Your analogy was a lie. It’s a tortured bit of sophistry designed to let you proclaim that both sides are exactly the same, while you are the brave, wise, and principled one for standing exactly in the middle. You use it to suggest individual solutions to systemic problems, knowing full well that such things don’t work and, most importantly, won’t disturb you, the “moderate.”

    I’m being generous here- it could be you’re just a fucking fascist.

    As MountainBob pointed out, there are other solutions rather than “kill them all and let god sort them out.” Hey, that’s another analogy! But it communicates.

    Yes it does! Specifically, it communicates a falsehood. It’s another lie, just like the original analogy I objected to, and the wisest thing for you to have done would have been to flush it, rather than presenting it here like it’s some kind of prize. I’m not impressed.

    In case anyone reading is confused by any of this, I’ll spell it out: Calling for a group of people to be relieved of their employment because they have shown a pattern of grossly abusing their power and banning them from holding similar positions in the future is not at all like advocating genocide. No, the difference is not merely a matter of degree; there is no moral equivalence, and attempting to draw one is foolish at best. At worst, it’s an intentional minimization of actual crimes against humanity.

  19. mikehuben says

    vucodlak @ 29:

    “The whole barrel is rotten.”

    Why, that’s an analogy! But there is no bacteria or fungus involved in those police offenses, so “Your analogy fails in its most basic premise.” So much for your “argument”. Nor have you established that every officer is culpable: you are simply using a weak analogy to claim so. We can find lots of other analogies that work differently, such as “the fish rots from the head”.

    “You use it to suggest individual solutions to systemic problems, knowing full well that such things don’t work ”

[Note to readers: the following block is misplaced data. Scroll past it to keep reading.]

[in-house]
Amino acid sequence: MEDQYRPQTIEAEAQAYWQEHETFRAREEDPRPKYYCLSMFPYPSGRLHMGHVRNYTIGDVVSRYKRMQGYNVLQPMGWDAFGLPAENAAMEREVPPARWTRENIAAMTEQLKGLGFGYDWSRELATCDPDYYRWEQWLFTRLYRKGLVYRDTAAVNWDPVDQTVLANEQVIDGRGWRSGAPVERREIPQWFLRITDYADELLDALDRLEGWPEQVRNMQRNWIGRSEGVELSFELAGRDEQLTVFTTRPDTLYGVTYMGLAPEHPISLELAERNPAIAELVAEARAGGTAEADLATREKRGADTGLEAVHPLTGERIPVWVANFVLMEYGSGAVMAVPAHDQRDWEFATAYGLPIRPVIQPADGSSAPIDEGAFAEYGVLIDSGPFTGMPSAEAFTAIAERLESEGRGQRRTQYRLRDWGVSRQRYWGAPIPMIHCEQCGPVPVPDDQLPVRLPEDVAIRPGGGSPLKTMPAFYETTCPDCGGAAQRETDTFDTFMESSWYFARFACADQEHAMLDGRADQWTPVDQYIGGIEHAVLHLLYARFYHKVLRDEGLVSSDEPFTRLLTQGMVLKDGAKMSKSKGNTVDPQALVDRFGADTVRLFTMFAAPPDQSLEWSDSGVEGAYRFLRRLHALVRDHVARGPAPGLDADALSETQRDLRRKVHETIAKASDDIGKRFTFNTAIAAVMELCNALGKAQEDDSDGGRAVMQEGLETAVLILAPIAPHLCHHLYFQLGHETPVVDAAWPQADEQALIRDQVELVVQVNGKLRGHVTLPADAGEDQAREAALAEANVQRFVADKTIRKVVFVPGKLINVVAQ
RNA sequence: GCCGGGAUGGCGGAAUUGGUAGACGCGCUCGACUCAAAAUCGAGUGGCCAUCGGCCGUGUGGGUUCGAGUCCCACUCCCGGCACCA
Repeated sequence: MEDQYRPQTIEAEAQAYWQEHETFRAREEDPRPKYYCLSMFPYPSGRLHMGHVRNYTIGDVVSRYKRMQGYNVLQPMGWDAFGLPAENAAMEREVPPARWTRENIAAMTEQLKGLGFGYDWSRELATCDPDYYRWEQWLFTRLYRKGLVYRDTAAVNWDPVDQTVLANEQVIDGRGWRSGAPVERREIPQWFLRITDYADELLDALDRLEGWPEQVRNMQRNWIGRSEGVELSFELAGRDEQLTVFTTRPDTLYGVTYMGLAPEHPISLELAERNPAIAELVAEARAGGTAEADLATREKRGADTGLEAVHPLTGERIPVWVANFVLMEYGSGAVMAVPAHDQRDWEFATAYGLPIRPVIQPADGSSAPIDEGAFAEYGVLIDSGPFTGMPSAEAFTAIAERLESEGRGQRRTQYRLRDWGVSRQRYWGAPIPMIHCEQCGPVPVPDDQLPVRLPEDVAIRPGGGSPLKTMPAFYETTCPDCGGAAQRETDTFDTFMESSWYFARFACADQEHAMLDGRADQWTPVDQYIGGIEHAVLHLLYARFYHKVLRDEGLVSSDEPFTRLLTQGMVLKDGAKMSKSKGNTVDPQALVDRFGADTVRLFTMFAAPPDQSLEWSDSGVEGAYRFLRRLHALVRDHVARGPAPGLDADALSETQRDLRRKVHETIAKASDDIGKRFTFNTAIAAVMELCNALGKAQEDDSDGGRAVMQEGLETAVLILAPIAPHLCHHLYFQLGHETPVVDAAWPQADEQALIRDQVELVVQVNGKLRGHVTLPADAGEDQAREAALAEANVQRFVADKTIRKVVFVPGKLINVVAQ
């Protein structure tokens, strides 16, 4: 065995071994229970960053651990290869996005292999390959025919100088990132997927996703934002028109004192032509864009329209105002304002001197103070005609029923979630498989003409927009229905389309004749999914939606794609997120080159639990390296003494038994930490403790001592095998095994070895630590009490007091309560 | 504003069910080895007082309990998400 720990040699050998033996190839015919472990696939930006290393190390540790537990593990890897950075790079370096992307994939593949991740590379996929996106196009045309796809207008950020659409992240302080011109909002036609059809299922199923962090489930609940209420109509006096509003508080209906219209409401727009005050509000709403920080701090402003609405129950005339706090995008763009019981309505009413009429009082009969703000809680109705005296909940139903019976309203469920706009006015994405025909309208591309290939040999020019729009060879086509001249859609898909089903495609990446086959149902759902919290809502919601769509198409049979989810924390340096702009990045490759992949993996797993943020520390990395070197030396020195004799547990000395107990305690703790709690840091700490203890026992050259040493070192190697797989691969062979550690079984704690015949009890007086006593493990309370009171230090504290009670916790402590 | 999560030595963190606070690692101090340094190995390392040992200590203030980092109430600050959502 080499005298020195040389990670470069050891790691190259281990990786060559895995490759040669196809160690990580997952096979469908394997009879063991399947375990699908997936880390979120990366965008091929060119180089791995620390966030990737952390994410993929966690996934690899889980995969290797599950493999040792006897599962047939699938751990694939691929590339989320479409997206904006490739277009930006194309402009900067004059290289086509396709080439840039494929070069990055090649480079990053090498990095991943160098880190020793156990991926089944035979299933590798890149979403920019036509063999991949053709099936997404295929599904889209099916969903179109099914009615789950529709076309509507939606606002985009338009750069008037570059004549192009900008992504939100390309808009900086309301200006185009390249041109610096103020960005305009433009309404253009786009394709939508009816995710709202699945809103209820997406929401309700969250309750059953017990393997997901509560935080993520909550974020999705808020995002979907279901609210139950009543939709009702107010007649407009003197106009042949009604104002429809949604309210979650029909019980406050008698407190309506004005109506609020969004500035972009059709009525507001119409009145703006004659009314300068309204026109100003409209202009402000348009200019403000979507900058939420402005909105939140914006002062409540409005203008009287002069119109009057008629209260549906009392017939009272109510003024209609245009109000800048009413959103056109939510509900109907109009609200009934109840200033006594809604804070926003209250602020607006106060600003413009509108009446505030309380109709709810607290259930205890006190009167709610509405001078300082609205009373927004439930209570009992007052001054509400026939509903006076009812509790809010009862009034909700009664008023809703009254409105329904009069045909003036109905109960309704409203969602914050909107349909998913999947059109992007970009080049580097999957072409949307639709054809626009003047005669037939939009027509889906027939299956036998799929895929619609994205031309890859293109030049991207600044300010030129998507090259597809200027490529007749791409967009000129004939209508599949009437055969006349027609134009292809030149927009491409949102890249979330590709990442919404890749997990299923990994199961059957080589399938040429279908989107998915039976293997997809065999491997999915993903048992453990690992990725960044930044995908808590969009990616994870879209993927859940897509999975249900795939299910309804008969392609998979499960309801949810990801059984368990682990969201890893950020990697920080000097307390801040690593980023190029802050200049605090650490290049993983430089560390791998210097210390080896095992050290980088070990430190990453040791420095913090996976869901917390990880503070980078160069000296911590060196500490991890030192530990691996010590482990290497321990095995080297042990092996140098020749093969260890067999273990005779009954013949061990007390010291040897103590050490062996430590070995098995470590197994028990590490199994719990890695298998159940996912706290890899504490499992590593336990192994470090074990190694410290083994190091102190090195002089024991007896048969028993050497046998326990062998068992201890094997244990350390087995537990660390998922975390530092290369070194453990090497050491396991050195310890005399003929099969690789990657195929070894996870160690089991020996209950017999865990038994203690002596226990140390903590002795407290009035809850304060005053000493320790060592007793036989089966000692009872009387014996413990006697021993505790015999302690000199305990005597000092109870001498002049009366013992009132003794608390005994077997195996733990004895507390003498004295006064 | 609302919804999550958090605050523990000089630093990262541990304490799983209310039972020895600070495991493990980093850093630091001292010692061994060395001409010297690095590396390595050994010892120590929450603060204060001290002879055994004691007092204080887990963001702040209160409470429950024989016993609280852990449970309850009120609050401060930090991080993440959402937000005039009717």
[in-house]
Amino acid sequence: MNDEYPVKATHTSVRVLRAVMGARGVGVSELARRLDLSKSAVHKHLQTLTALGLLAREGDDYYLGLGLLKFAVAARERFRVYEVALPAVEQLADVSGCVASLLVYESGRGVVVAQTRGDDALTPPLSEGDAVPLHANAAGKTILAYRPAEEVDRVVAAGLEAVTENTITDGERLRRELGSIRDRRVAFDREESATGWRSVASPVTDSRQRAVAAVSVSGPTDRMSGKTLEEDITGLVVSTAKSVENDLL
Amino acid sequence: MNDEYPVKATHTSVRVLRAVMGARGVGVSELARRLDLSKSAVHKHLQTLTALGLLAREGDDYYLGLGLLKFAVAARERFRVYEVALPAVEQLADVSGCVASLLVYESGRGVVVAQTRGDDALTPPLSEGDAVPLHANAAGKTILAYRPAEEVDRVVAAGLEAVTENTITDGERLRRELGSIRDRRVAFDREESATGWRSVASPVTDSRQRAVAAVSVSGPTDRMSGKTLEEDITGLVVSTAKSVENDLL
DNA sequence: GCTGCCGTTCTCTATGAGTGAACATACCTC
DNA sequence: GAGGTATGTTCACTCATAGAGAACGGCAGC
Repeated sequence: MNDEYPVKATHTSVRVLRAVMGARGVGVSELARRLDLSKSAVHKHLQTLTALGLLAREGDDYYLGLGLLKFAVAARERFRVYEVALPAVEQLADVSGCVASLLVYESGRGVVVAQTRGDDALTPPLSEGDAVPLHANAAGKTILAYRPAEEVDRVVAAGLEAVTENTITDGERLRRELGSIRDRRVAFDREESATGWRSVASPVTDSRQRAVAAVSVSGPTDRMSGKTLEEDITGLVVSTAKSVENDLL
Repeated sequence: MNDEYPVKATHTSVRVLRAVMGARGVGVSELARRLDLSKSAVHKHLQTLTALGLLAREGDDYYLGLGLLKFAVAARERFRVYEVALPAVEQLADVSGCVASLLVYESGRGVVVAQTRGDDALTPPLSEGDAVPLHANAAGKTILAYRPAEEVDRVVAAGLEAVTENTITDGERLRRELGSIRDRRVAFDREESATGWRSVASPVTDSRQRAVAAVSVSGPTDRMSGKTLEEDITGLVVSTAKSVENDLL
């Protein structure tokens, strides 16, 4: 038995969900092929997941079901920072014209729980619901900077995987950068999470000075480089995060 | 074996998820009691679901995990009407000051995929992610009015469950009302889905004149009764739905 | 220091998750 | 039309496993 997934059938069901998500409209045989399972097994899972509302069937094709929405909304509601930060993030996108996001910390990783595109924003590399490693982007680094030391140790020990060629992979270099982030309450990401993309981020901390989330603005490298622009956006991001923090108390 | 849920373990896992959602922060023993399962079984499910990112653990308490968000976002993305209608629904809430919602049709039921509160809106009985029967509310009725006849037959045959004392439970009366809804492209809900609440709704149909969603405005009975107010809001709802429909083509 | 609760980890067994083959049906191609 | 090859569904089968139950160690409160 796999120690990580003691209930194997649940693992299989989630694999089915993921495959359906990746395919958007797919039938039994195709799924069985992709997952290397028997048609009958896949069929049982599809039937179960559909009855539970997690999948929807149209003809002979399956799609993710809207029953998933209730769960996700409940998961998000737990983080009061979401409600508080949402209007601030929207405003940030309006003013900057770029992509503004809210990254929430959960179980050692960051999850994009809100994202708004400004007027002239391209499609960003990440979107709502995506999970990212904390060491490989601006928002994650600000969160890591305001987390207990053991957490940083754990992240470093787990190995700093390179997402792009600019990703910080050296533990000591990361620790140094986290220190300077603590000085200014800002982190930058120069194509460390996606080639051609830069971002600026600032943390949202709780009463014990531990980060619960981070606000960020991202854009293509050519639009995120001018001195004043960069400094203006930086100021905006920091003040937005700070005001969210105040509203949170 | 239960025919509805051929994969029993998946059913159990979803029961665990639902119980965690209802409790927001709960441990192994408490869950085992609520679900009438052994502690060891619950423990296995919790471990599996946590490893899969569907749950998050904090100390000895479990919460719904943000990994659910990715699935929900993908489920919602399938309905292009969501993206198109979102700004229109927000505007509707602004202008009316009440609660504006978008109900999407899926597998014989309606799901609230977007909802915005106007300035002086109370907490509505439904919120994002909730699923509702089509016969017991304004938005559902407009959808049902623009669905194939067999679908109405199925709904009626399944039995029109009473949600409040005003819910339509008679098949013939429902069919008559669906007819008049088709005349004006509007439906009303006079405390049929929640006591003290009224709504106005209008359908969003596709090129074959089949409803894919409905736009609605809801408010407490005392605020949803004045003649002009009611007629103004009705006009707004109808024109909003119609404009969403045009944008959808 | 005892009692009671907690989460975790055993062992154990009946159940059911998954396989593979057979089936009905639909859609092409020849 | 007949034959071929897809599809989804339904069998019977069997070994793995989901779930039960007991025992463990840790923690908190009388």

No, I point out that LEGALLY we are required to address firing-level complaints individually. And also according to basic principles of liberalism, which I hope we share.

    And of course there are other options that DO WORK, such as the one mountainbob pointed out.

    “there is no moral equivalence”

    You are ignoring the important aspect of moral equivalence that I’ve been emphasizing: group judgements and punishments. If you judge and punish an entire police force, it is the same sort of GROUP punishment as genocide. Some cops will be innocent, just like some members of a genocided group will be innocent. That’s the basic point that you and PZ don’t seem to understand. It’s a basic principle of liberalism that you cannot be punished because others committed an offense.

    “I’m being generous here- it could be you’re just a fucking fascist.”

    Ah, the stench of your “rationality” presents itself.

  20. says

    The more serious proposals I’ve seen is completely restart a department from scratch, and investigate everyone for bad behavior before any rehires, from the top down.

  21. mikehuben says

    robertbaden @ 33

    That sounds like a good methodology. Has it been used elsewhere?

    “Some members of a genocided group will be innocent”

    Of whatever charges are used to justify the genocide. It’s never just “because they are X”: it is always that X does this or that and so must be exterminated. Is that clear enough?

  22. ck, the Irate Lump says

    mikehuben wrote:

    If you judge and punish an entire police force, it is the same sort of GROUP punishment as genocide. Some cops will be innocent, just like some members of a genocided group will be innocent. That’s the basic point that you and PZ don’t seem to understand. It’s a basic principle of liberalism that you cannot be punished because others committed an offense.

    Genocide? Calm the hell down. Let’s use another analogy since you’re so fond of them. I assume not everyone working for the Al Capone crime family was engaged with criminal enterprises. Does that mean they should not have been shut down? It’s unfair to punish those who had nothing to do with the crimes for the actions of “a few bad apples”. Yet, they were punished by losing their lucrative jobs and contracts.

  23. mikehuben says

    ck, the Irate Lump @ 35:

    No member of the Capone family went to jail without a trial for their individual charges.